I understand your point, and would have said the same if I had to reply to a similar argument to mine without having experienced these things myself. However my looks or attitude probably have nothing to do with that (except if they don't like tall, blue-eyed people wearing suits and behaving more courteously than many older Japanese). Many foreigners think that the Japanese are all polite, respectful and well-mannred people. In my case, I find that many Japanese over the age of 50 to be rude, noisy and disrespectful. Again this may be due to 1) my socio-economic background, and 2) the fact that I am more sensitive than most people, whatever the country.

    Is there any older Westerner who has spent some time in Japan, is fluent in Japanese, and can tell us his or her experiences as to how the Japanese treat him or her when he or she appears as a well-dressed, conservative, polite businessman or businesswoman? Then we may have a better idea of how real this supposed "hypocrisy" is.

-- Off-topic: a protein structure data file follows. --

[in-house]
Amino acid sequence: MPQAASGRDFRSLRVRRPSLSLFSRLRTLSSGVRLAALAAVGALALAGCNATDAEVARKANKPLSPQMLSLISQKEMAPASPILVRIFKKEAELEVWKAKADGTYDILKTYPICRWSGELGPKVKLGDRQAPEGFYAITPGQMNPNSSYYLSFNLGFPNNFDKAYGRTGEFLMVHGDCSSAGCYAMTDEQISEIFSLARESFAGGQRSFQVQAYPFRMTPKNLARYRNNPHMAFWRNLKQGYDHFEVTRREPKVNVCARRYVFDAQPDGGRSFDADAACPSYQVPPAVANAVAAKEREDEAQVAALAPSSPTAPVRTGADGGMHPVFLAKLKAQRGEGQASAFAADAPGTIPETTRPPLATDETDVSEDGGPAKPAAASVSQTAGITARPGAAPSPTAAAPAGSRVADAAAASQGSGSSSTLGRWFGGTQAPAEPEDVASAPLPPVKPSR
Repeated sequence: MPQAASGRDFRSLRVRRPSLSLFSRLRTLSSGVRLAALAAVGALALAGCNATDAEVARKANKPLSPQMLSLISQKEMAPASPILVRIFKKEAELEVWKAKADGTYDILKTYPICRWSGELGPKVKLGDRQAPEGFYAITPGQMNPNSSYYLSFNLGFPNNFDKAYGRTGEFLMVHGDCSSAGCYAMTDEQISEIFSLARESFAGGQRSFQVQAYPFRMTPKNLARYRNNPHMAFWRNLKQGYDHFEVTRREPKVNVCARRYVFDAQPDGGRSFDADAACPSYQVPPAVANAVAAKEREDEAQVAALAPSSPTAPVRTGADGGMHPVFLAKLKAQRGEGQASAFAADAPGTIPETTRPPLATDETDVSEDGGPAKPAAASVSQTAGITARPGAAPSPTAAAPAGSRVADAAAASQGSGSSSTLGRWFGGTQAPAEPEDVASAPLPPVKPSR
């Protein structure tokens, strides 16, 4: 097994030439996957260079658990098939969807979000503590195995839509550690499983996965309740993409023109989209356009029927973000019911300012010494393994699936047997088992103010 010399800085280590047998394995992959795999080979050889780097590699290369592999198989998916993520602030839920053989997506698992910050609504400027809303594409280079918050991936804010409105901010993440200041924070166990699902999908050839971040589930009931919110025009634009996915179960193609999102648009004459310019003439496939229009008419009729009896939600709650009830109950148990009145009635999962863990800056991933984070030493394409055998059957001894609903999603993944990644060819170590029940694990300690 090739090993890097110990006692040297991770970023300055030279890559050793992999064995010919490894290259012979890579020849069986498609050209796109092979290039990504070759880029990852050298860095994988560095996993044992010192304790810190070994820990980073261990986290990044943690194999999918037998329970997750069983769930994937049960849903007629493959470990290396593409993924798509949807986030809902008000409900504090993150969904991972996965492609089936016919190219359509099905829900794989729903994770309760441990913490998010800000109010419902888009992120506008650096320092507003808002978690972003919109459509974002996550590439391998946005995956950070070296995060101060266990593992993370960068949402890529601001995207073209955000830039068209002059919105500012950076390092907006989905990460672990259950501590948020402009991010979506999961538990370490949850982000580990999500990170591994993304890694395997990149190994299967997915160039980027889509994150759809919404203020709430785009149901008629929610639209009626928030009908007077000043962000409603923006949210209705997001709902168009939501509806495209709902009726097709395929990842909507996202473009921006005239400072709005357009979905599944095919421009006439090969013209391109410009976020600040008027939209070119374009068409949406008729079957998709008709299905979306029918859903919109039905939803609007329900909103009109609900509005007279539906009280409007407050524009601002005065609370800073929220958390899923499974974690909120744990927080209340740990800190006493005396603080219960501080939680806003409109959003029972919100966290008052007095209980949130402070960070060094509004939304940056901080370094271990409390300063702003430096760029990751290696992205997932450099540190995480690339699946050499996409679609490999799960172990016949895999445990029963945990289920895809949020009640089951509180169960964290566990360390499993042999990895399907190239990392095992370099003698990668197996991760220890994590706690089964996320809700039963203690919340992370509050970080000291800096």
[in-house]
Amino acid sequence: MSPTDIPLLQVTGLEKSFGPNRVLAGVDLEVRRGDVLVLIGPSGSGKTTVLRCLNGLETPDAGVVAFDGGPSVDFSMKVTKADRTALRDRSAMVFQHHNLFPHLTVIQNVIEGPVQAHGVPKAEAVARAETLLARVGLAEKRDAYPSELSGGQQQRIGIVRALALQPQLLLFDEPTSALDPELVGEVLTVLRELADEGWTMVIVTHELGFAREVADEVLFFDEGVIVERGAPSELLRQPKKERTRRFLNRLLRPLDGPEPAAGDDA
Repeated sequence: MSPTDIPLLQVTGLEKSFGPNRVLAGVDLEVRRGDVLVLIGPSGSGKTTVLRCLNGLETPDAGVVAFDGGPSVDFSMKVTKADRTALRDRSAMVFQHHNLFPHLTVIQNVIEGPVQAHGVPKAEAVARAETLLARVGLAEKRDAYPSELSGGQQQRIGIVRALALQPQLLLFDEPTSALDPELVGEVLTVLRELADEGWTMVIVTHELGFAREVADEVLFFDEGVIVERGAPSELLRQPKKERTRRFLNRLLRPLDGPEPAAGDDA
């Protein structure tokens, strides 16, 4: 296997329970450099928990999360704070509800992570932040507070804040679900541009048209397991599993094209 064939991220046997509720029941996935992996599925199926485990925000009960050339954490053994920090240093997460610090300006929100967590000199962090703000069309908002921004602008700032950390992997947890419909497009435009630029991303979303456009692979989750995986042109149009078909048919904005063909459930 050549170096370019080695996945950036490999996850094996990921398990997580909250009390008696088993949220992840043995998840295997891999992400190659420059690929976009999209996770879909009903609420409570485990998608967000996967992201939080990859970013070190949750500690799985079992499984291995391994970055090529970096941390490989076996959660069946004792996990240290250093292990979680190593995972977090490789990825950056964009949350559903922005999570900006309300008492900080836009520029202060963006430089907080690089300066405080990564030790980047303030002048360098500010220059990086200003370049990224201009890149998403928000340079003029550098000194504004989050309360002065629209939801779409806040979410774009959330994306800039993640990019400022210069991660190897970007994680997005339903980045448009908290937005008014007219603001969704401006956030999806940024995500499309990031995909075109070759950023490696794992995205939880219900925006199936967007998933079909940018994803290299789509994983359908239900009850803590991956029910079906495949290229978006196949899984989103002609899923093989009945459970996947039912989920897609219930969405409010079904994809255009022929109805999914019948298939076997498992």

My way of dressing is quite conservative (more than some American politicians), I look older than my age, I am fluent in japanese and have now been for almost 4 years in Japan. In fact, I am usually well treated in companies, airports, government offices, etc. The problem that I have is almost exclusively with the lower classes and old people (old, lower-class women being the worst, as there is the cultural difference, gender difference, age gap and socio-economic gap).

    But as I said here, 20% of the people in Japan are over 60, and my shitamachi neighbourhood has a much higher proportion than average. That is probably the root of the problem. The funny thing is that I tend to have a good contact with elderly people in my country. But the old Japanese around here are really the worst you could find.
    Last edited by Maciamo; May 4, 2005 at 12:48.

  13. #88
    Twirling dragon Maciamo's Avatar